Proteome-wide analysis of cysteine oxidation reveals regulation of cellular metabolism by reactive oxygen species

van der Reest, Jiska (2018) Proteome-wide analysis of cysteine oxidation reveals regulation of cellular metabolism by reactive oxygen species. PhD thesis, University of Glasgow.

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Reactive oxygen species (ROS) are increasingly recognised as important signalling molecules that act through the oxidation of protein cysteine residues. Comprehensive identification of redox-regulated proteins and pathways is crucial to understand ROS-mediated events. Identifying cysteine oxidation on a wholeproteome scale remains a technical challenge due to the low abundance of oxidised thiols. Redox proteomics techniques therefore use multistep enrichment protocols, but these have inherent limitations and inform only on the enriched proteome. We developed stable isotope cysteine labelling with iodoacetamide (SICyLIA), a simple, unbiased, and robust mass spectrometry-based workflow for thiol oxidation analysis. We applied SICyLIA to diverse cellular models and primary tissues and generated the most in-depth thiol oxidation profiles to date. Our results demonstrate that acute and chronic oxidative stress causes oxidation of distinct metabolic proteins, indicating that cysteine oxidation plays a key role in the metabolic adaptation to redox stress. Analysis of mouse kidneys showed oxidation of proteins circulating in biofluids, through which cellular redox stress can affect whole-body physiology. Obtaining accurate peptide oxidation profiles from complex organs using SICyLIA holds promise for future analysis of patient-derived samples to study human pathologies.

As metabolic proteins were found to be highly sensitive to oxidation, we investigated whether metabolic adaptation to redox stress is regulated through thiol oxidation by combining SICyLIA with metabolomics. We delineated how glycolysis and the pentose phosphate pathway (PPP) are regulated in acute oxidative stress conditions. We generated new biological insight into the mechanism by which GAPDH oxidative inhibition maximises NADPH production in the PPP to help cells adapt to acute oxidative stress, a function previously attributed to PKM2 and TPI. Our results negate a role for PKM2 in this phenomenon: PKM2 is not oxidised and not required in acute oxidative stress. In contrast, we find that PKM2 is oxidised in chronic oxidative stress conditions. Oxidation causes an oligomerisation switch from dimeric to tetrameric PKM2, which depends on a cysteine residue that is conserved in allosterically regulated PK isoforms. Together, this may suggest another adaptation of this PK isoform to confer benefits onto PKM2-overexpressing cancer cells that face high levels of oxidative stress.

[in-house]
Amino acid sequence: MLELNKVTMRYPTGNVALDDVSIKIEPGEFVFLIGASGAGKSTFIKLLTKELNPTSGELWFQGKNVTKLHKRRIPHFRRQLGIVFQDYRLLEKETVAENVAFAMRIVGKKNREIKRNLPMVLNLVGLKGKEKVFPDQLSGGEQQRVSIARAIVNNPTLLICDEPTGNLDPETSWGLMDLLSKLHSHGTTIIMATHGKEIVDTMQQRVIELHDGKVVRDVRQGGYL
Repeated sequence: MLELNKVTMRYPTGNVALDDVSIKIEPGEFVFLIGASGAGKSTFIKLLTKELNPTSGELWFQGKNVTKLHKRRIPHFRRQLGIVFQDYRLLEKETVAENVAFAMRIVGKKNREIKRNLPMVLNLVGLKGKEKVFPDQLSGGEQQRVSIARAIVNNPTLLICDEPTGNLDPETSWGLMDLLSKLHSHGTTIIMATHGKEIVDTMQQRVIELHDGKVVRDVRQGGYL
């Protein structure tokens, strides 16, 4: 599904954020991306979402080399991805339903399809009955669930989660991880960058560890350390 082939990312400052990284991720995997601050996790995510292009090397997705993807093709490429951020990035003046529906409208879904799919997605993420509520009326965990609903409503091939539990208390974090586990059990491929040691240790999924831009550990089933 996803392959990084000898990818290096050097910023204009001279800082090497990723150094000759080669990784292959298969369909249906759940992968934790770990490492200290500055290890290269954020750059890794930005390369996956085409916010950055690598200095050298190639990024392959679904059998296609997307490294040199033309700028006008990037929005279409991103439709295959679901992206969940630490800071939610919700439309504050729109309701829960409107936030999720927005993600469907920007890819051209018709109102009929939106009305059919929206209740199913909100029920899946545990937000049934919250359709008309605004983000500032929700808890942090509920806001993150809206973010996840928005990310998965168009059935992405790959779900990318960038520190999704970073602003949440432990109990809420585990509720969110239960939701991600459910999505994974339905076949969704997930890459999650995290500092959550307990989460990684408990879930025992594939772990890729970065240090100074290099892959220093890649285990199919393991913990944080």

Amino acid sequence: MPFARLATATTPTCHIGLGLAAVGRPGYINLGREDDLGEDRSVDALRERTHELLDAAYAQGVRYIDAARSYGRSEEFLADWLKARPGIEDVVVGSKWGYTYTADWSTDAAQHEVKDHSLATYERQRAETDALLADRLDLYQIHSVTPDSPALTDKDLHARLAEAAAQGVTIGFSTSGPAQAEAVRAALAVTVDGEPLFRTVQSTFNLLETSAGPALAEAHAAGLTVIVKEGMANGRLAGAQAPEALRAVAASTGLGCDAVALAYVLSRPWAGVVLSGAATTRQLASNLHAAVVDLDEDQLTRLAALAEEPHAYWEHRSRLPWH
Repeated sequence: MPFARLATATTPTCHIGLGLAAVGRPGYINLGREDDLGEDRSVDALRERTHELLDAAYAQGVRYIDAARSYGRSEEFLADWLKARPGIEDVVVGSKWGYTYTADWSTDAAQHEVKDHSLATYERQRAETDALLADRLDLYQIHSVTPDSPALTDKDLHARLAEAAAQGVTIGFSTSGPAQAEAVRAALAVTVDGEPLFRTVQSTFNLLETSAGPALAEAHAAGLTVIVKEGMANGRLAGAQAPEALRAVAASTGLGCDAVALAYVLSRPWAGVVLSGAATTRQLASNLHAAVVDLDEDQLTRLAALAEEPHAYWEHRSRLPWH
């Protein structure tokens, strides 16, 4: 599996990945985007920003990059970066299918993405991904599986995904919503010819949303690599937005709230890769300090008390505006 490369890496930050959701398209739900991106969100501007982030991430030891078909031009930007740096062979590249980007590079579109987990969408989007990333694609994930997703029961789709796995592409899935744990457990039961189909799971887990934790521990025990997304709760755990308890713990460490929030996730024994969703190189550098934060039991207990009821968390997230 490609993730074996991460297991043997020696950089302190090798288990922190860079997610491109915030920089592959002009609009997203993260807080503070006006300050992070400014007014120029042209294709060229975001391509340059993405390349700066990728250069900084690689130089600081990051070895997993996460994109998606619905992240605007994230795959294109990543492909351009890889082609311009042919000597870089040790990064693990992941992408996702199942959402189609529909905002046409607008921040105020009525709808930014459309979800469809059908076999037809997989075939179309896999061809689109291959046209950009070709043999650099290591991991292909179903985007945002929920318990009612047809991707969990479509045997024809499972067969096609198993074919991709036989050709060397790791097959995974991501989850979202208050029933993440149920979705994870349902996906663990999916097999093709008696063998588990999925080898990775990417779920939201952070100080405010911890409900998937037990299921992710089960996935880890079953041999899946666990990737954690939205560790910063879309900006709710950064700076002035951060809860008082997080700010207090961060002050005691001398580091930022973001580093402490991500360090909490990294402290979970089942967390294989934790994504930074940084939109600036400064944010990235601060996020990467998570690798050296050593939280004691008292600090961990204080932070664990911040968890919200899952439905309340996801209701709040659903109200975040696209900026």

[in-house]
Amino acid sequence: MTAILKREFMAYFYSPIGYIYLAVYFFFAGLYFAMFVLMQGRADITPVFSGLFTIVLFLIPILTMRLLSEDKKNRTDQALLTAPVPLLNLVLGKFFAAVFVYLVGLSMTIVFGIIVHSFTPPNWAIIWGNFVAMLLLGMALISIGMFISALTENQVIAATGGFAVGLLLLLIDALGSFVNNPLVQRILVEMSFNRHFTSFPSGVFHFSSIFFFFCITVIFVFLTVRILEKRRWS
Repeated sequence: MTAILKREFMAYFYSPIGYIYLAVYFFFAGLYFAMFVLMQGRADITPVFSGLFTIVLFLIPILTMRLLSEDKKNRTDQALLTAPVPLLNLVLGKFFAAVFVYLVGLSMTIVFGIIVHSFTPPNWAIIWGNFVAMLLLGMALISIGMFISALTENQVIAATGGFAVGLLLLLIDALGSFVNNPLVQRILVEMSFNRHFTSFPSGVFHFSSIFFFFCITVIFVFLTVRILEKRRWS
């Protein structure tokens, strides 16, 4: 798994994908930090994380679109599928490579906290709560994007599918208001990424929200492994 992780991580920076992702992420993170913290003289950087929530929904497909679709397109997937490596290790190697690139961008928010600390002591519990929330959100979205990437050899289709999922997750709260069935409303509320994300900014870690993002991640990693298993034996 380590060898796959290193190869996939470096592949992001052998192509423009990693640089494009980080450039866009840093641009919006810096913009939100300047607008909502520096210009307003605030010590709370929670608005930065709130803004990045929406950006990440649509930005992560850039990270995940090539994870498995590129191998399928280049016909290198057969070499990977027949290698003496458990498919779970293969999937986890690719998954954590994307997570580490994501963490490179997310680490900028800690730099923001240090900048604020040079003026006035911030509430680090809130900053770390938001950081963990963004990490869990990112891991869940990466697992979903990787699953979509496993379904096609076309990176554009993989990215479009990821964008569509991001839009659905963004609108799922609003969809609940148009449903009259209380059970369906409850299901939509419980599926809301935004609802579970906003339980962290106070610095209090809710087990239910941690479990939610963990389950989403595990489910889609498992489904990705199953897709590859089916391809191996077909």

Item Type: Thesis (PhD)
Qualification Level: Doctoral
Subjects: Q Science > QH Natural history > QH301 Biology
Q Science > QR Microbiology
Colleges/Schools: College of Medical Veterinary and Life Sciences > Institute of Cancer Sciences > Beatson Institute of Cancer Research
Supervisor's Name: Gottlieb, Prof. Eyal
Date of Award: 2018
Embargo Date: 10 December 2022
Depositing User: Mrs Marie Cairney
Unique ID: glathesis:2018-38983
Copyright: Copyright of this thesis is held by the author.
Date Deposited: 10 Dec 2018 11:40
Last Modified: 16 Feb 2020 17:03
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